Bratwurst, pretzels, sauerkraut, and beer are the heart of German cuisine. But in the wine department, Germany is near-synonymous with Riesling.
Germany’s signature wine: Riesling
One can confidently say that Germany is home to the Riesling. Yet this white grape variety is probably the most debated varietal of all.
Regular plantings of Riesling can be as plain as any other table white wine, but in Germany, where the grape likely originated, certain appellations are among the most regulated and protected vineyards in the world.
For climate reasons, the majority of German wine is produced in the country’s warm southwest. Climate and temperature are moderated by the Rhine and Mosel rivers, which run through wine-producing regions. Most German wine is white, as you may have guessed. White wine accounts for two-thirds of German wine production, with Riesling accounting for 20 percent.
What does riesling taste like?
Not. All. Riesling. Is. Sweet!
Riesling’s most remarkable trait is now it responds to terroir. It is mostly trocken (the German word for dry) and high in acidity. In fact, over 60% of all wine made in Germany is classified as dry or off-dry, and Riesling is no exception.
Dry (and even off-dry) Riesling is fresh and aromatic, perfect for drinking with or without food.
Here are 5 Riesling from Germany perfect for your next happy hour!
The Haag family has been resident in Brauneberg since 1500. Their wines come from the world-famous vineyards Brauneberger Juffer, Brauneberger Juffer-Sonnenuhr or Piesporter Goldtröpfchen.
Marcus Haag, Willi Haag’s grandson, has been in charge of the cellars since 1995, and his wines reflect the terroir perfectly – luscious and rich wines from the Juffer vineyard, while Juffer-Sonnenuhr demonstrates grace and good structure with citrus aromas.
The keyword here is Auslese which means specially handpicked fully ripen Riesling grapes. Therefore, the alcohol content is lower at about 7.5%, this bottle is elegant and fruity with notes of honeyed citrus, peach, lime peel, rose petals and orange blossom.
Best consumed on its own, or paired with shellfish, poultry and spicy food.
2. WILLI HAAG Riesling Halbtrocken (off dry) 2017
This famous Mosel Riesling is made from vineyards that are 40 years old. On the palate, flavours of spicy pear and honey with hints of green apple continue. It’s energizing and spicy while remaining lusciously fruity, with a lengthy slatey, mineral aftertaste.
Spatlese means late harvest wine in german. It is typically is medium-bodied with complex flavour. This rich, mouth-filling wine is perfumed with wax, smoke, hibiscus flowers, and tropical fruits. Sweet-tart tangerine and peach flavours are juxtaposed with racy lemon-lime acidity and savoury notes of pine frond and pollen.
Best paired with shellfish, poultry and spicy food.
Weingut von Winning was founded in 1849 and is one of Germany’s oldest and most distinguished wineries. Dragon (Drache) is a stainless steel fermented Riesling. Produced naturally without herbicides or synthetic fertilisers used in the vineyard, no fining, no pumping, and no filtration. The grapes are grown in the valleys that run beneath Forst and Deidesheim.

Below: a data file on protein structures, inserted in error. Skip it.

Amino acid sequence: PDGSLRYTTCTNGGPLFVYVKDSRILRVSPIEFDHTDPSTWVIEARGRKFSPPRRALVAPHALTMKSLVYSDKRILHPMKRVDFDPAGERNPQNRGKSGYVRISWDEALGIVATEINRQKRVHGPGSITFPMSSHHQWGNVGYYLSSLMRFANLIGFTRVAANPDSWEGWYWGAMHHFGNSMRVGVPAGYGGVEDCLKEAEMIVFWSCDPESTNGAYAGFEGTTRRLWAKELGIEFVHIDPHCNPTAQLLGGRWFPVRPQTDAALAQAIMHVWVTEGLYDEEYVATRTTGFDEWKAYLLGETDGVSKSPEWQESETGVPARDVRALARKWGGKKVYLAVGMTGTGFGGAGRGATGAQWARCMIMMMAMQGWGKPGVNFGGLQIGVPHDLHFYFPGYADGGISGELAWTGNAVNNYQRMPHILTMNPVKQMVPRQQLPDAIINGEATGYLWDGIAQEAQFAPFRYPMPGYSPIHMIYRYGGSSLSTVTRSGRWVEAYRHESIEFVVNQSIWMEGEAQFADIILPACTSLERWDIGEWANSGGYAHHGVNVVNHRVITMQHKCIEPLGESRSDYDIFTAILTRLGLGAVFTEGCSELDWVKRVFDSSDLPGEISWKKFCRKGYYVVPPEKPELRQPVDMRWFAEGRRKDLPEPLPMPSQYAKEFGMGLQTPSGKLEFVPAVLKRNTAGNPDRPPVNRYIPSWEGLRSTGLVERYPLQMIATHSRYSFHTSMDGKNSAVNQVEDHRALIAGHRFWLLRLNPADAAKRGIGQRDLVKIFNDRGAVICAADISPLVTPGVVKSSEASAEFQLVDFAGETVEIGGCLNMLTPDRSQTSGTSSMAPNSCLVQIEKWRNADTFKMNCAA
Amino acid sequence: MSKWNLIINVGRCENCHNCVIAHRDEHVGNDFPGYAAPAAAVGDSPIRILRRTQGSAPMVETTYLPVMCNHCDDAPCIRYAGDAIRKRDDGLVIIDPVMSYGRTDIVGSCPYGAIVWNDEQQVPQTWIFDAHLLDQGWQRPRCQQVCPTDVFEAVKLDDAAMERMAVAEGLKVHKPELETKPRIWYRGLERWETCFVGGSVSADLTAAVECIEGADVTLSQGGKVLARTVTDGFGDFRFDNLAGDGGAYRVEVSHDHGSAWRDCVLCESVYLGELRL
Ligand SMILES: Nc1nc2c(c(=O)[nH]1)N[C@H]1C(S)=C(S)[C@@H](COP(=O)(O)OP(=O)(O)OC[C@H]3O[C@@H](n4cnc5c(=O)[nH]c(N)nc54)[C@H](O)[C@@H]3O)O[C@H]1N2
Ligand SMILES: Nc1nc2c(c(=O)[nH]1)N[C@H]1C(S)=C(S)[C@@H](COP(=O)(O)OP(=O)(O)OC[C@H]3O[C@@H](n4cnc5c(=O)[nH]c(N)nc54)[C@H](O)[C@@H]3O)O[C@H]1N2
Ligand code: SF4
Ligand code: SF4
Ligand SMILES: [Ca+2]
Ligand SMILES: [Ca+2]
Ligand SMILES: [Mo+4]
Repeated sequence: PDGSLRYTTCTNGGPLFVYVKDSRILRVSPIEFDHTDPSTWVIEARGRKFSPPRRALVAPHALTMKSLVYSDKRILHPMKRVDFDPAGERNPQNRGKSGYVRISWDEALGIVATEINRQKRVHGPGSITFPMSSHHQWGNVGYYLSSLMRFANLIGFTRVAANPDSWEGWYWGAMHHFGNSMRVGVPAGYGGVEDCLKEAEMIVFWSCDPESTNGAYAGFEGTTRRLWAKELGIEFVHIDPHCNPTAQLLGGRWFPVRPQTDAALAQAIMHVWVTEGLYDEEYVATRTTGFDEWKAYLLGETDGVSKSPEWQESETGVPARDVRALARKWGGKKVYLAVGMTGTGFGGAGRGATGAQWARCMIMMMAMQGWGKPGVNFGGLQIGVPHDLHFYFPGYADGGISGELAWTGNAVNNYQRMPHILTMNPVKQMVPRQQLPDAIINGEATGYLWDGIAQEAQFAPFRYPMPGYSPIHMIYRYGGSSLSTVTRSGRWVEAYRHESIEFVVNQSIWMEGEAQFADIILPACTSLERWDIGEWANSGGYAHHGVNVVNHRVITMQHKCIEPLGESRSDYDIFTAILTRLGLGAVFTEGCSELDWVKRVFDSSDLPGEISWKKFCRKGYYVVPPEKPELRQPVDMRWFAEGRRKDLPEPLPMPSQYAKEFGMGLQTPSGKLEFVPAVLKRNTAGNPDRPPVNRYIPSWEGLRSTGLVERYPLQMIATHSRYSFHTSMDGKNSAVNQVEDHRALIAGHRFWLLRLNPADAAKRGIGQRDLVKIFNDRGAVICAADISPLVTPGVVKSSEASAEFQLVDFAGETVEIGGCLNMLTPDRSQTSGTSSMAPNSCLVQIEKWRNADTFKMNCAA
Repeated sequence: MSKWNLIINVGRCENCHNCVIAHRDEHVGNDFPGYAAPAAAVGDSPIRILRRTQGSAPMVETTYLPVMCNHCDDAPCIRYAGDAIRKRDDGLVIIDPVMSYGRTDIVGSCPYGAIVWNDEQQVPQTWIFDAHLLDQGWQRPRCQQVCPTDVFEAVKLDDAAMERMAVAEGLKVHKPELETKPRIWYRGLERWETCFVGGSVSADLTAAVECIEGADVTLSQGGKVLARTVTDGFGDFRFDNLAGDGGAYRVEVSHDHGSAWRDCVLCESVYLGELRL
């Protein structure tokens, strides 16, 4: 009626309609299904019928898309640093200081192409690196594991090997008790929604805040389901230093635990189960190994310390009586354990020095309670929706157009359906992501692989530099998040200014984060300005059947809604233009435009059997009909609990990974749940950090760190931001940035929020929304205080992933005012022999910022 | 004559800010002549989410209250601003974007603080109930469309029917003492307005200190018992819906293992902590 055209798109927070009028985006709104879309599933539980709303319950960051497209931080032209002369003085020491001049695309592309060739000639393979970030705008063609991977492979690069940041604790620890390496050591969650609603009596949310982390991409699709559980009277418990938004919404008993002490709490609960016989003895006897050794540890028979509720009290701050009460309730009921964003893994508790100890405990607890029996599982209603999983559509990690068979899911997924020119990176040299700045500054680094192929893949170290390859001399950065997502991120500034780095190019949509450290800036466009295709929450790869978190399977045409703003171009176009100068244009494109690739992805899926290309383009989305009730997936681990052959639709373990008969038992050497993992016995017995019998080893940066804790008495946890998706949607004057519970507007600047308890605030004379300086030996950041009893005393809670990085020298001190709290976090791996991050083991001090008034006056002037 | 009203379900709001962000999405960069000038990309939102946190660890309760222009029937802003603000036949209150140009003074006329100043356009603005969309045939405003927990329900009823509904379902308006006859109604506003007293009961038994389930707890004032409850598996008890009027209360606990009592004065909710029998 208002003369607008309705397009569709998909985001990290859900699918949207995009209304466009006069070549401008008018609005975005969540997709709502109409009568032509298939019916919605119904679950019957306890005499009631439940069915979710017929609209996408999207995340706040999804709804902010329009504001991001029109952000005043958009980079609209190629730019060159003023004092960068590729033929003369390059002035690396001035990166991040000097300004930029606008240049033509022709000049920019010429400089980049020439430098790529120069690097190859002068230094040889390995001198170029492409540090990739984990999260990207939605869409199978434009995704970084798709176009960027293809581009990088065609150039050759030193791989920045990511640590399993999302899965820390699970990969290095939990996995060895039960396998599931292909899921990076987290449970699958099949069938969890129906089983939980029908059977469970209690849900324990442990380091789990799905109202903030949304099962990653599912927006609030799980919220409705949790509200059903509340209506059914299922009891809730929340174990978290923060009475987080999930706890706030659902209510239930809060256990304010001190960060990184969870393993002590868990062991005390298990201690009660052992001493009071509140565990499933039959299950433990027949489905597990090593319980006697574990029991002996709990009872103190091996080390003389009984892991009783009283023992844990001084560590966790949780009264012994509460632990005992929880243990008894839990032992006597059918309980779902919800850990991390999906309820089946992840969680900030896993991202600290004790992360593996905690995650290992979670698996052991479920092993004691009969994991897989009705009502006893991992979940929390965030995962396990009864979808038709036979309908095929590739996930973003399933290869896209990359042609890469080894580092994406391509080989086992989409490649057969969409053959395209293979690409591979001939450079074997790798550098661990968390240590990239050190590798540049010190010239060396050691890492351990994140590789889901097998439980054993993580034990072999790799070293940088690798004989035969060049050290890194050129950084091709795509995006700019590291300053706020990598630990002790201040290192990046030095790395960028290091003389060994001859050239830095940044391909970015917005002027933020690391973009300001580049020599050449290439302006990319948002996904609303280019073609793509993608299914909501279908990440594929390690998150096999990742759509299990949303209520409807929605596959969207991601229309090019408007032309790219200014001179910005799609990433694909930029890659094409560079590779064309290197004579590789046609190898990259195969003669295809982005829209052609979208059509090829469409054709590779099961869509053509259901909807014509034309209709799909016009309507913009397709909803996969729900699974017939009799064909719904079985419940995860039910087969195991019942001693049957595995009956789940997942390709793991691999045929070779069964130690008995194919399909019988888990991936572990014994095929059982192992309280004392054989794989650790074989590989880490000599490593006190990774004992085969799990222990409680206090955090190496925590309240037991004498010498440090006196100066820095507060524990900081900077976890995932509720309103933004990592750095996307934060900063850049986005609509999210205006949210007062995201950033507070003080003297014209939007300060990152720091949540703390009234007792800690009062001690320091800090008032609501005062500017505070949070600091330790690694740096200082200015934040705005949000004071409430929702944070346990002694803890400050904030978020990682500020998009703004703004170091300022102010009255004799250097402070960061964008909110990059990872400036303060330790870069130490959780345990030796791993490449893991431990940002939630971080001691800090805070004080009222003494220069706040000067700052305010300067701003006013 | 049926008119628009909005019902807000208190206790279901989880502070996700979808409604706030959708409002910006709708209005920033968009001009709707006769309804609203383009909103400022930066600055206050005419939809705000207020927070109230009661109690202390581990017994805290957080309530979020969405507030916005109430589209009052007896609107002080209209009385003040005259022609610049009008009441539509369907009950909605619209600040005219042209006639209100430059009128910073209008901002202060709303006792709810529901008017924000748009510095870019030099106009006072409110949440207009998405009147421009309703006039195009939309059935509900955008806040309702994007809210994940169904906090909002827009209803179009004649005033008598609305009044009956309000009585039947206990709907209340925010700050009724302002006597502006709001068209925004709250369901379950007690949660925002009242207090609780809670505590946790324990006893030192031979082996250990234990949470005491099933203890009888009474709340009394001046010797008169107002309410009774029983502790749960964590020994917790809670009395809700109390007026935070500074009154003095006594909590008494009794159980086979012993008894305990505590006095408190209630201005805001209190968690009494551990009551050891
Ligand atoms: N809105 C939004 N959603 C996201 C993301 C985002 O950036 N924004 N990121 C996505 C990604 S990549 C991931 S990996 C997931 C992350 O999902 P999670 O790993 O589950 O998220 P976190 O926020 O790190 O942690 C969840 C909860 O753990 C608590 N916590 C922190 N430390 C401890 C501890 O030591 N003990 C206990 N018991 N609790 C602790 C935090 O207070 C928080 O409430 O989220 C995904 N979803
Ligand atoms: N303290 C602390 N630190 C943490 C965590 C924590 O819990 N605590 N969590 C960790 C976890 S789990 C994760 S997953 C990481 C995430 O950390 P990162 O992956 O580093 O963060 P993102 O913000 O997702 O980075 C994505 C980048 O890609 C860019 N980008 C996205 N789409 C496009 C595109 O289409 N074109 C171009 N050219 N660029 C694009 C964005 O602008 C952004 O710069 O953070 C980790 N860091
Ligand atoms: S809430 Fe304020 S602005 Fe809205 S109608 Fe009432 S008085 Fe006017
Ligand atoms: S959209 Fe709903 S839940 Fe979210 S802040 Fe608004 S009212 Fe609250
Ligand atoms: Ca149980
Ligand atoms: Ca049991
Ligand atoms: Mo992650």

Tropical fruits, green apples, gooseberries, lemongrass, and limes dominate the nose. The palate is delectable, robust, and really wonderful. Mineral, fruity, with enamel, strength and elegance.
The wine “Graf Johann IV” Riesling Halbtrocken is made from high-quality Riesling grapes grown on shale and alluvial soils on the Rhine’s banks, under the influence of a mild, almost Mediterranean climate. The region’s wine-making traditions were established in the early Middle Ages on monastic farms. The Rheingau winemakers’ centuries-old traditions and high reputation helped them become suppliers to Europe’s noble families. In the Rheingau, the Institute of Wine and Enology has also opened its doors. It is unique in the world and lends Räingau significant weight and authority as a wine region.
The wine is named after Count Rheingau – Johann IV Katzelenebogen – who ordered the planting of 22 vines of a new grape variety in one of his vineyards in 1435. Riesling was the name given to the new variety. So Johann IV etched his name in the history of the greatest white grapes, and his estates in the Rheingau are still referred to as the “Riesling’s cradle.”
The taste of Graf Johann IV Riesling Halbtrocken (half-dry) wine has a soft, delicate flavour with a smooth texture, citrus and floral notes, spicy sourness, and a clean, long aftertaste.
German wine terms to know when you’re shopping for Riesling:
German wine labelling can be a bit of a mystery. Some Riesling may have the word Riesling on the label, but this is not always the case, even for the same producer.
There are a couple of terms that indicate the sweetness of the wine. The following are some of the more common and useful ones:
Trocken and Feinherb – Indicate a dry wine
Kabinett – Light wines that are dry to medium sweet, but still crisp
Spatlese – Late harvest wine, usually medium sweet and riper flavours
Auslese – Specially handpicked grapes, fully ripe. Ranging from off-dry to sweet
Beerenausele / Trockenbeerenuauslese – Meaning ‘berry selection’ and ‘dried berry selection’. Not to be confused with dry trocken, these wines are lusciously sweet made with botrytised grapes, rare and expensive like Sauternes.